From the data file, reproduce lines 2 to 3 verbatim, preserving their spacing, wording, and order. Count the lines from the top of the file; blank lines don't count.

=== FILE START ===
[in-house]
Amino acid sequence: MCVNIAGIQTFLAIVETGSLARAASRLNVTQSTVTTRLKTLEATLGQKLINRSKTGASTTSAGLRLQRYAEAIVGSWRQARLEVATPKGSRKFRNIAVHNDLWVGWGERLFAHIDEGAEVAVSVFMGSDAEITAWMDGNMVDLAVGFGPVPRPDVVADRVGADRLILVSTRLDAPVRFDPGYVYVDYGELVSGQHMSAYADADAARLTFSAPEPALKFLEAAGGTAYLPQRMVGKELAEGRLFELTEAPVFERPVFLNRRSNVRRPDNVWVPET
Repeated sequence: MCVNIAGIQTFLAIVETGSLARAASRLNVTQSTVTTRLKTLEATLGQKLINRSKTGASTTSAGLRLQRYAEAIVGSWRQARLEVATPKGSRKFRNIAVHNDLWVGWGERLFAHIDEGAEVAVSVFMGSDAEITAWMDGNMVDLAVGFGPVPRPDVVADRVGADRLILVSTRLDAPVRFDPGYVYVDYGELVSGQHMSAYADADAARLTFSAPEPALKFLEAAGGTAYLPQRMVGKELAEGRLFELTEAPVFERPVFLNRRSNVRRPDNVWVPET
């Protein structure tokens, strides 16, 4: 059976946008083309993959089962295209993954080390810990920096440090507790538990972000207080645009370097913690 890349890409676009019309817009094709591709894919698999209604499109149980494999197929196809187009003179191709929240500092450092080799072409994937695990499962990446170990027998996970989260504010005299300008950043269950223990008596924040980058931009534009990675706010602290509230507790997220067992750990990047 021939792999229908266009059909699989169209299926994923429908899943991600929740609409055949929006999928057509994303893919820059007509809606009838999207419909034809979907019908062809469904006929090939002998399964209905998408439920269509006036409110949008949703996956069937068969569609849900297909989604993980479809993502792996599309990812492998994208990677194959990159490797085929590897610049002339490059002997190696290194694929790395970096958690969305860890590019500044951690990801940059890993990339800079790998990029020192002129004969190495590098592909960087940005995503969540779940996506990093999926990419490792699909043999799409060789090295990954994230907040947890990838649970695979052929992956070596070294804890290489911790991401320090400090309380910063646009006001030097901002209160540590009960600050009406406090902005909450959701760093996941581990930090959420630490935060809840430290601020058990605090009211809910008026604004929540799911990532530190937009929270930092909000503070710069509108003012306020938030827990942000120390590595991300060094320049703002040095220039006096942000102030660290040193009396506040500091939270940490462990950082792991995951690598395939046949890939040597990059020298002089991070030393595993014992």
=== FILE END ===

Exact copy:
Amino acid sequence: MCVNIAGIQTFLAIVETGSLARAASRLNVTQSTVTTRLKTLEATLGQKLINRSKTGASTTSAGLRLQRYAEAIVGSWRQARLEVATPKGSRKFRNIAVHNDLWVGWGERLFAHIDEGAEVAVSVFMGSDAEITAWMDGNMVDLAVGFGPVPRPDVVADRVGADRLILVSTRLDAPVRFDPGYVYVDYGELVSGQHMSAYADADAARLTFSAPEPALKFLEAAGGTAYLPQRMVGKELAEGRLFELTEAPVFERPVFLNRRSNVRRPDNVWVPET
Repeated sequence: MCVNIAGIQTFLAIVETGSLARAASRLNVTQSTVTTRLKTLEATLGQKLINRSKTGASTTSAGLRLQRYAEAIVGSWRQARLEVATPKGSRKFRNIAVHNDLWVGWGERLFAHIDEGAEVAVSVFMGSDAEITAWMDGNMVDLAVGFGPVPRPDVVADRVGADRLILVSTRLDAPVRFDPGYVYVDYGELVSGQHMSAYADADAARLTFSAPEPALKFLEAAGGTAYLPQRMVGKELAEGRLFELTEAPVFERPVFLNRRSNVRRPDNVWVPET